When does filing a Chapter 7 bankruptcy case help enough so that you don’t need a 3-to-5-year Chapter 13 case?
If you are behind on your mortgage payments but want to keep your home, you have likely heard that a Chapter 13 “payment plan” is what you need. And that IS a powerful package, with an impressive set of tools to deal with a wide variety of home-related problems—everything from the mortgages themselves to property taxes, income tax liens, and judgment liens.
But what if you need to discharge other debts to get a fresh start and you have managed to fall only a couple of months behind on your mortgage? Or what if you are not keeping the house, but just need a little more time to find another place to live?
Then you might not need a Chapter 13 case – you may be able to avoid the disadvantages it comes with. Some of these disadvantages are that it takes so much longer and generally costs more than Chapter 7. The extra time and cost can be well worthwhile when you need the great advantages of Chapter 13, but let’s look at ways that Chapter 7 can do enough for your home:
In a Chapter 7 case:
1. The “automatic stay”—the bankruptcy provision that stops virtually all actions by creditors against you or your property—applies to Chapter 7 just as it does to Chapter 13. So the filing of a Chapter 7 case STOPS a foreclosure in its tracks, just as quickly as a Chapter 13 filing. But if you are just trying to buy time to save money to rent an apartment, the tough question is HOW LONG that break in the mortgage company’s foreclosure efforts will last, and how much extra time it’ll buy you. An aggressive creditor could quickly ask the court for “relief from the stay”—permission to resume the foreclosure process—thus potentially getting you only a few extra weeks. Or in the other extreme, a mortgage creditor could just do nothing for the 3 months or so until your Chapter 7 case runs its course and the “automatic stay” expires with the completion of your case. So, Chapter 7 often does not come with much predictability about how much time you’d gain. On the other hand, your bankruptcy attorney may have experience in how fast certain mortgage lenders tend to ask for “relief from stay” under facts similar to yours.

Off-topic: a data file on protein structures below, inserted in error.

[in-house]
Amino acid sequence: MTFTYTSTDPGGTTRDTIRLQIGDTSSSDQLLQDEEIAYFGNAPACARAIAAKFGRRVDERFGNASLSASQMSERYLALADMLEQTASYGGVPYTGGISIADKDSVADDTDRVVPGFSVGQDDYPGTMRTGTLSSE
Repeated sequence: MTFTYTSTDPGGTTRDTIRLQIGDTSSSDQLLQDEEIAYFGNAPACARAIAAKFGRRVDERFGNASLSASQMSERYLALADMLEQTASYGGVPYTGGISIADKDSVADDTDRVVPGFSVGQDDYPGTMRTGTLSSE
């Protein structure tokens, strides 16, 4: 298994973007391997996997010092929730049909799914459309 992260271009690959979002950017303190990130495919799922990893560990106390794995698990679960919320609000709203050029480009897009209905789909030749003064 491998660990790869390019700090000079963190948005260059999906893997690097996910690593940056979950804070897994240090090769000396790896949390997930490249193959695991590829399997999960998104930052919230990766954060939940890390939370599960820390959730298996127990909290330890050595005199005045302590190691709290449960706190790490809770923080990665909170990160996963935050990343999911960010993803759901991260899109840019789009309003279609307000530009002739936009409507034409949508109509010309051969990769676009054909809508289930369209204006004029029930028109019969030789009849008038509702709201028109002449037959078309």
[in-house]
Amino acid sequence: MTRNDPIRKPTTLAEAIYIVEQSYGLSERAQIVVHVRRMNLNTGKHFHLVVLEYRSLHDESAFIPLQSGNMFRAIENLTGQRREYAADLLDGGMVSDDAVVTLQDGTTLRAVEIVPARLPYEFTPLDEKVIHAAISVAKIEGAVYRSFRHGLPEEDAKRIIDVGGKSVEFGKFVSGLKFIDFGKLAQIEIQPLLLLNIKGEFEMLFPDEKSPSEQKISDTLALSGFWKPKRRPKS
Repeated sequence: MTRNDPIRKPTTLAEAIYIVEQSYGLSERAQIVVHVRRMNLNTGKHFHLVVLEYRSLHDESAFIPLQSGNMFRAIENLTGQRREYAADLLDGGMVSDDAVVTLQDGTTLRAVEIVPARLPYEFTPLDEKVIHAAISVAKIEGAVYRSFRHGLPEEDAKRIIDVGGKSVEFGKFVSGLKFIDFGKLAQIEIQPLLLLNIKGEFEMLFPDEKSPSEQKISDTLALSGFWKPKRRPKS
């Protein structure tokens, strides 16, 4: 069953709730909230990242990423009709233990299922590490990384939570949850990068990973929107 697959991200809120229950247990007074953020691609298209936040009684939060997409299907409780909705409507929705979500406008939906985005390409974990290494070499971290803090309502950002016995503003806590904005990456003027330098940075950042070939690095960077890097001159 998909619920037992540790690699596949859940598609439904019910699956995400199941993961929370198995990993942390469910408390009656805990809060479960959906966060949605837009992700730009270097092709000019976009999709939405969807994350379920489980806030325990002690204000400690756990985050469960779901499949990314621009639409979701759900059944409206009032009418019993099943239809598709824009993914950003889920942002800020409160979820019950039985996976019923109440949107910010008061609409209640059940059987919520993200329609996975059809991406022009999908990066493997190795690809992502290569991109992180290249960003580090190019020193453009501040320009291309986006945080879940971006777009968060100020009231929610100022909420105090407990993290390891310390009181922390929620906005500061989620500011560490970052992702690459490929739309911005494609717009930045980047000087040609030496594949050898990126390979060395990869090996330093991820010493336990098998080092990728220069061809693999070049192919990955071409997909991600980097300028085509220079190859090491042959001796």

2. Chapter 7 stops—at least briefly—not only mortgage foreclosures, but also prevents other potential liens from being placed against your house, including the IRS’s tax liens and judgment liens. But why would the few weeks or months that Chapter 7 gains make any difference with these kinds of creditors? In the right set of facts, it can make many thousands of dollars of difference.
• A timely filing of a Chapter 7 case can prevent you from having to pay a debt that would otherwise have become a lien against your house. For example, let’s say you have an older IRS debt that meets the necessary conditions for discharge, and you also have a little equity in your home but not more than your homestead exemption allows. If you waited until after the IRS recorded a tax lien for that debt against your house, that lien would continue being attached to your house even if you filed a bankruptcy and would eventually have to be paid. However, if your Chapter 7 filing happened before the IRS recorded a tax lien, the “automatic stay” would prevent that tax lien from being filed and the debt would be discharged.
• Or if instead let’s say you have a debt that is NOT going to be discharged in bankruptcy—say a more recent tax debt—but you also had some assets that you were going to have to surrender to the Chapter 7 trustee, what we call an “asset case.” If again you filed the bankruptcy case before the recording of the tax lien, your Chapter 7 trustee could well pay those taxes as a “priority” debt in front of any of your other debts, potentially leaving you with no tax debt at the completion of your case.
3. Chapter 7 allows you to concentrate on your house payments by getting rid of your other debts. If you’ve managed to keep current on those mortgage payments, but don’t know how long you will be able to do so, the relief you get from discharging your other debts improves your odds of staying current on your home long term. Or if you have missed only a few mortgage payments, AND can reliably make future ones, PLUS enough to catch up on your arrearage within year or less, then Chapter 7 would likely do enough for you. Most mortgage creditors will let you enter into an agreement –often called a “forbearance agreement”—to catch up the missed payments by paying a sufficient specific amount extra each month until you’re caught up, again, as long as that period of catch-up time is relatively short. Otherwise, you may well need a Chapter 13.
Photo by 401(k) 2013.